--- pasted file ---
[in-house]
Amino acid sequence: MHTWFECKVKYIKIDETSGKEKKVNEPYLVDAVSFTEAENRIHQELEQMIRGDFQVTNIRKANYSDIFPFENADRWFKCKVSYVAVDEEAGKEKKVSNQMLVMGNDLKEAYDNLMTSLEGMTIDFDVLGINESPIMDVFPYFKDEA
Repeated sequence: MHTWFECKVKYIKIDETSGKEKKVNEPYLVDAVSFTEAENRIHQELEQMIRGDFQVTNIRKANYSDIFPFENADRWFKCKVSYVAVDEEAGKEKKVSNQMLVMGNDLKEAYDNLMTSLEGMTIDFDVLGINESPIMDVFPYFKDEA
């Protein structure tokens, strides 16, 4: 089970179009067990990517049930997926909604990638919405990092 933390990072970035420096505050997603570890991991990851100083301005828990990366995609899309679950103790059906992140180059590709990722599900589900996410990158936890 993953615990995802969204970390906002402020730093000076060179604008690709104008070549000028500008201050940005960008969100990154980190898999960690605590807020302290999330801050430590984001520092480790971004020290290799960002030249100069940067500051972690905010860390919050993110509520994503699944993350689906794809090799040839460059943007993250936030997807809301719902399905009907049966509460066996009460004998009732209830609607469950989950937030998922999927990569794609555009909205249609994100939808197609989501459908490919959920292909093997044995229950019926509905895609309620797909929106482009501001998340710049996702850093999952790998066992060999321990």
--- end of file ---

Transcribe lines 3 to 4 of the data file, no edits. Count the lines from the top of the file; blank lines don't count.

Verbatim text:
Repeated sequence: MHTWFECKVKYIKIDETSGKEKKVNEPYLVDAVSFTEAENRIHQELEQMIRGDFQVTNIRKANYSDIFPFENADRWFKCKVSYVAVDEEAGKEKKVSNQMLVMGNDLKEAYDNLMTSLEGMTIDFDVLGINESPIMDVFPYFKDEA
């Protein structure tokens, strides 16, 4: 089970179009067990990517049930997926909604990638919405990092 933390990072970035420096505050997603570890991991990851100083301005828990990366995609899309679950103790059906992140180059590709990722599900589900996410990158936890 993953615990995802969204970390906002402020730093000076060179604008690709104008070549000028500008201050940005960008969100990154980190898999960690605590807020302290999330801050430590984001520092480790971004020290290799960002030249100069940067500051972690905010860390919050993110509520994503699944993350689906794809090799040839460059943007993250936030997807809301719902399905009907049966509460066996009460004998009732209830609607469950989950937030998922999927990569794609555009909205249609994100939808197609989501459908490919959920292909093997044995229950019926509905895609309620797909929106482009501001998340710049996702850093999952790998066992060999321990």